The Death of Project Management

November 3rd, 2008
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My Open Range column from the November 2008 issue of Alberta

Venture magazine:

Oilsands developers have themselves to blame for their reversal of fortune

In the Fort Hills debacle a few weeks ago, the forecasted costs of a single oilsands project hit $23.8 billion, driving the project’s financially weaker junior partner, UTS Energy Corporation, to the brink of collapse. It brings to eight years the oilsands sector’s record of blowing budgets and timelines. Suncor’s Project Millennium began the trend in 2000, going $800 million over budget, a figure that seems quaint today. For a guy who grew up in a much poorer Alberta whose can-do, lean-’n’-mean, do-more-with-less spirit enabled us to build a world-class industry through tough times, it’s bewildering. Not that this or that project goes off the rails, but that a whole sector does business on the basis that today’s numbers don’t mean anything; there’ll be billions more coming tomorrow.

Several years ago I spent over a month working on a big article about oilsands costs. I learned about how the overruns happened and how senior managers were salvaging the wreckage, but I never quite figured out why they occurred. This, the biggest calamity to hit the industry since the National Energy Program, had triggered no public blame and surprisingly few firings. The underlying message from oilsands managers was, “We’re pissed off you’re even writing about this. We’ve got this under control. It’s yesterday’s news. Let us do our jobs.” That was in the spring of 2004. The industry’s combined overruns were $7.3 billion.

You know what’s happened since then. Fort Hills alone is over by more than that amount. And the unanswered question remains: why? Lame press releases grudgingly give up the barest facts about the latest evaporated billions through figuratively gritted teeth, offering at best circular reasons – for example, costs are escalating because labour got more expensive. We’ve grown so inured to overruns, it’s a triumph when Canadian Natural Resources Ltd.’s Horizon project comes in a mere 36% over. I’m amazed investors (not to mention directors) stand for this stuff.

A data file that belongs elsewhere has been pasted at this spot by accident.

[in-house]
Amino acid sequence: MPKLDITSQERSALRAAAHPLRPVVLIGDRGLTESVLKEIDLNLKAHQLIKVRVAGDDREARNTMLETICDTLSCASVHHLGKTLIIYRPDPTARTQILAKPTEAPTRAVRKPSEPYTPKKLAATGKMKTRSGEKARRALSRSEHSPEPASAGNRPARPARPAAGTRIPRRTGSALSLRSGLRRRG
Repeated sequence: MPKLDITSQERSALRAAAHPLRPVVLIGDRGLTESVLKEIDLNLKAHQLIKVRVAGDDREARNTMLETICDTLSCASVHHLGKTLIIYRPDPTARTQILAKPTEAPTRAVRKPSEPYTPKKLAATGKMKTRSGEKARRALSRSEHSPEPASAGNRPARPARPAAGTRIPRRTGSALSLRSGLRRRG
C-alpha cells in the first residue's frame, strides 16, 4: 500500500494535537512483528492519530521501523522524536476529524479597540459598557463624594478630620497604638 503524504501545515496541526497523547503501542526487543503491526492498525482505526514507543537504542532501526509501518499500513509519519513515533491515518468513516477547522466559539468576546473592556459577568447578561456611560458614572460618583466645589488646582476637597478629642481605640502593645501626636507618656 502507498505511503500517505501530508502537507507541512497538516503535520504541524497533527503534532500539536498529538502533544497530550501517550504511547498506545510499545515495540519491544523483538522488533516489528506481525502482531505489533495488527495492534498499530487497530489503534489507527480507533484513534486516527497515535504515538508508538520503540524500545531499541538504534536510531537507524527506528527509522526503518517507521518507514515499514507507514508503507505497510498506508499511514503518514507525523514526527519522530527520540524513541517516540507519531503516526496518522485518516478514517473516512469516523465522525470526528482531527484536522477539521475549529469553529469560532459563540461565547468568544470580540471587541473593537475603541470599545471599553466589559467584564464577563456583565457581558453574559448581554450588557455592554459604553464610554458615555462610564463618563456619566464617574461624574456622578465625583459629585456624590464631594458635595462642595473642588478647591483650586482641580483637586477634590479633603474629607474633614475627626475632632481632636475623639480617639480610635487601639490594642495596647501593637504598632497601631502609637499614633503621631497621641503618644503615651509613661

The best explanation I’ve heard comes from people in the construction industry. They say many big oil companies gutted their project-management expertise during the dark 1980s – and newer companies never got any. They nonetheless convinced themselves they could pull off immensely complex projects; Syncrude’s upgrader expansion involved 900 modules and required 100 cranes and 6,000 workers. Some adopted trendy management theories like “multidisciplinary teams,” creating what one insider I spoke to derided as a “coalition of the willing.” They rebuffed offers from construction management companies to handle the general contracting at a fixed if somewhat higher initial price, relegating construction and engineering companies to subcontractors. As costs escalated, many of these refused anything except cost-plus jobs, transferring all risks to the customer.

It’s a sad legacy, because elsewhere construction costs are dropping, thanks to new design and materials plus improved project management. The day the Fort Hills debacle hit newspapers, a breathtaking 1,200-foot bridge spanning the Mississippi River in Minneapolis opened to traffic. It replaced the Interstate 35W bridge that collapsed in August 2007, killing 13 people. The consortium building the new 10-lane St. Anthony Falls Bridge used a rolling, overlapping work schedule (something oilsands companies would love to apply successfully) and state-of-the-art elements such as self-consolidating concrete and epoxy-coated rebar, enabling the project to be conceived, funded, designed, approved, built and tested in 13 months. Without throwing cost control out the window. The final price was $234 million US, roughly the cost of two Calgary interchanges – which routinely take five years.

It’s true the oilsands’ remote location complicates matters, as does the province’s refusal to build decent roads. And everyone building at once inevitably drives up costs. But the panoply of rationalizations could soon be irrelevant. Global credit is tightening, hence UTS’s perilous state. One major project, Northern Lights, has bitten the dust. Oilsands startups can’t get capital. Crude prices have fallen by 40% and could drop to $50 US per barrel, making Fort Hills a bust. Directors, shareholders and Albertans seem limitlessly tolerant of our curious way of managing the oilsands, but the wider market may hold its own reckoning.

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By George Koch